Viewpoint: David Stern’s departure leaves basketball better than it was

Shehan Jeyarajah | Sports Writer
Shehan Jeyarajah | Sports Writer
By Shehan Jeyarajah
Sports Writer

It’s hard to imagine the NBA without David Stern, isn’t it? For three decades, Stern has been arguably the most powerful individual in American sports, seemingly with a hand in every part of the game. With his departure, his legacy should be that of the best commissioner in the history of American sports.

When David Stern took over the NBA in 1984 from former commissioner Lawrence O’Brien, he took on a league that was having trouble filling up arenas and had a huge negative stigma thanks to an alleged widespread drug problem. Stern was forced to deal with a league that struggled with major racial undertones and was at a time labeled “too black.” The league could not even find a major network to air the NBA Finals — it was played on tape delay until 1981.

Before becoming commissioner, Stern was the general counsel for the NBA. He helped strike an agreement in 1980 to make drug testing widespread throughout the league. This helped repair the drug-riddled image that basketball struggled to shed.

Many point to the number of superstars that have come into the league since Stern took the reins. In the past 30 years, the league has featured the likes of Magic Johnson, Larry Bird, Dwight Howard, Kobe Bryant and, most notably, Michael Jordan.
Stern changed the way the NBA marketed. Rather than a league of teams, the NBA became a league of superstars.

Basketball has the unique advantage of having athletes that are exceptionally visible. Unlike the NFL or NHL, the faces of athletes are unencumbered by masks or visors. Thanks to this, it’s easy to see and separate NBA players, making the process of creating identifiable superstars that much easier.

Perhaps no athlete is a better example of this than LeBron James. In 2003, James was drafted to the lowly Cleveland Cavaliers, one of the smallest markets and worst franchises in the NBA. Within a few years, Cleveland was near the top of the league and James was the most endorsed star in the NBA.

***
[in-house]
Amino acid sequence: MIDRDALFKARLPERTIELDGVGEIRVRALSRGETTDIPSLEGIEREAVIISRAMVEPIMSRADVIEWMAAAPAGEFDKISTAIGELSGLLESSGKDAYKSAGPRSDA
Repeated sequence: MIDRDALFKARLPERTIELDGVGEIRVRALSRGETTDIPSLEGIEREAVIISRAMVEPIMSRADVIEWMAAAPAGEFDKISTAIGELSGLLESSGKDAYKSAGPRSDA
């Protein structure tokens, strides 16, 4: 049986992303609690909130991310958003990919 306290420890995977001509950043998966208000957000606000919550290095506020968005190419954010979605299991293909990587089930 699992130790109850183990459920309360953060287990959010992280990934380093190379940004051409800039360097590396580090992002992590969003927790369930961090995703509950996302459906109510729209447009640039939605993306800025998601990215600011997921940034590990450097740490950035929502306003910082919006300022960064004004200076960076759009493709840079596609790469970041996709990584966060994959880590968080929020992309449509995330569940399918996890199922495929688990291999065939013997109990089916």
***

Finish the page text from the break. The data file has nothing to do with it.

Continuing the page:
Neither Kareem Abdul-Jabaar, Wilt Chamberlain or even Julius Erving reached anywhere near the same level of notability when they played basketball in the ’60s and ’70s. Marketing Bird, Jordan and Magic allowed the game to grow more than ever before.

Perhaps no move was more brilliant on Stern’s part than his plan to globalize the game of basketball. The NBA has not quite reached the popularity of the NFL or MLB in the United States, but it has overtaken both leagues on a world stage.

Basketball has possibly become the second most popular sport in the world, behind only soccer. There is no question that the NBA is the most international league in the United States, with 92 international players at the beginning of the 2014 NBA season.

A low point in the Stern era came when the Federal Bureau of Investigation investigated former referee Tim Donaghy for allegedly affecting point spreads and gambling on games. Such an investigation brought about questions of whether direction was coming from the league office.

This could have turned into a black mark on the game, similar to the steroid scandal in baseball, but Stern managed to sweep the scandal out of the public’s eyes and maintain the popularity of the game.

Stern leaves the NBA on a clear upward trajectory. Average player salaries are higher for the NBA than any other American sport. In 2014, the Chicago Bulls became the third NBA franchise to reach a $1 billion valuation by Forbes, along with the New York Knicks and Los Angeles Lakers. During the 2012 season, it was announced that NBA revenue reached the $5 billion mark for the first time.

Stern will be remembered as a taskmaster, but his effect on the game will be longstanding. Without Stern, the NBA would not have reached the heights it has been pushed toward. He leaves the league in new commissioner Adam Silver’s capable hands.

Shehan Jeyarajah is a sophomore political science major. He is a sports writer for the Lariat.